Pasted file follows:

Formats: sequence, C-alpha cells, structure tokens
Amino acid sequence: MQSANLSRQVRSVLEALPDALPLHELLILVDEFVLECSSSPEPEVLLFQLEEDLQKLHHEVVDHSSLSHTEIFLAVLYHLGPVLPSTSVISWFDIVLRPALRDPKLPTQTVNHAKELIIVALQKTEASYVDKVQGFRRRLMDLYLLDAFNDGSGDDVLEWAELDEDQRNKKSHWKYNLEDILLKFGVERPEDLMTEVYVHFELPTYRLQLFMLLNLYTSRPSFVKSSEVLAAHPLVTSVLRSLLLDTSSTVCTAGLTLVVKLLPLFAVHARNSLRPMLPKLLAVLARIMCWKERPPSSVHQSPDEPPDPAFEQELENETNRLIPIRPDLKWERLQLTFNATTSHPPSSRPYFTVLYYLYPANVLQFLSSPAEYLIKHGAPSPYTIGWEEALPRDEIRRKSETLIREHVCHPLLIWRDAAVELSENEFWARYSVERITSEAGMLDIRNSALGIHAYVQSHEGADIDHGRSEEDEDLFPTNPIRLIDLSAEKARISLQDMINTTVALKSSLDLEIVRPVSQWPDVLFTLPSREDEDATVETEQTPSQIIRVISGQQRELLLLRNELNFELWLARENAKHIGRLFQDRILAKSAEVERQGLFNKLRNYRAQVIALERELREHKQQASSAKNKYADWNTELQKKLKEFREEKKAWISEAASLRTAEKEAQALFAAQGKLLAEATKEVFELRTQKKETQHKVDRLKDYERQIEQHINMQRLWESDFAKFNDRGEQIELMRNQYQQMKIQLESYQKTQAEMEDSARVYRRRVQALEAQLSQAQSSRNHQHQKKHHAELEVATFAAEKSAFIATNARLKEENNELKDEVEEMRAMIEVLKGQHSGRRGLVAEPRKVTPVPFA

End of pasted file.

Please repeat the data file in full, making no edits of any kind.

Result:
Formats: sequence, C-alpha cells, structure tokens
Amino acid sequence: MQSANLSRQVRSVLEALPDALPLHELLILVDEFVLECSSSPEPEVLLFQLEEDLQKLHHEVVDHSSLSHTEIFLAVLYHLGPVLPSTSVISWFDIVLRPALRDPKLPTQTVNHAKELIIVALQKTEASYVDKVQGFRRRLMDLYLLDAFNDGSGDDVLEWAELDEDQRNKKSHWKYNLEDILLKFGVERPEDLMTEVYVHFELPTYRLQLFMLLNLYTSRPSFVKSSEVLAAHPLVTSVLRSLLLDTSSTVCTAGLTLVVKLLPLFAVHARNSLRPMLPKLLAVLARIMCWKERPPSSVHQSPDEPPDPAFEQELENETNRLIPIRPDLKWERLQLTFNATTSHPPSSRPYFTVLYYLYPANVLQFLSSPAEYLIKHGAPSPYTIGWEEALPRDEIRRKSETLIREHVCHPLLIWRDAAVELSENEFWARYSVERITSEAGMLDIRNSALGIHAYVQSHEGADIDHGRSEEDEDLFPTNPIRLIDLSAEKARISLQDMINTTVALKSSLDLEIVRPVSQWPDVLFTLPSREDEDATVETEQTPSQIIRVISGQQRELLLLRNELNFELWLARENAKHIGRLFQDRILAKSAEVERQGLFNKLRNYRAQVIALERELREHKQQASSAKNKYADWNTELQKKLKEFREEKKAWISEAASLRTAEKEAQALFAAQGKLLAEATKEVFELRTQKKETQHKVDRLKDYERQIEQHINMQRLWESDFAKFNDRGEQIELMRNQYQQMKIQLESYQKTQAEMEDSARVYRRRVQALEAQLSQAQSSRNHQHQKKHHAELEVATFAAEKSAFIATNARLKEENNELKDEVEEMRAMIEVLKGQHSGRRGLVAEPRKVTPVPFA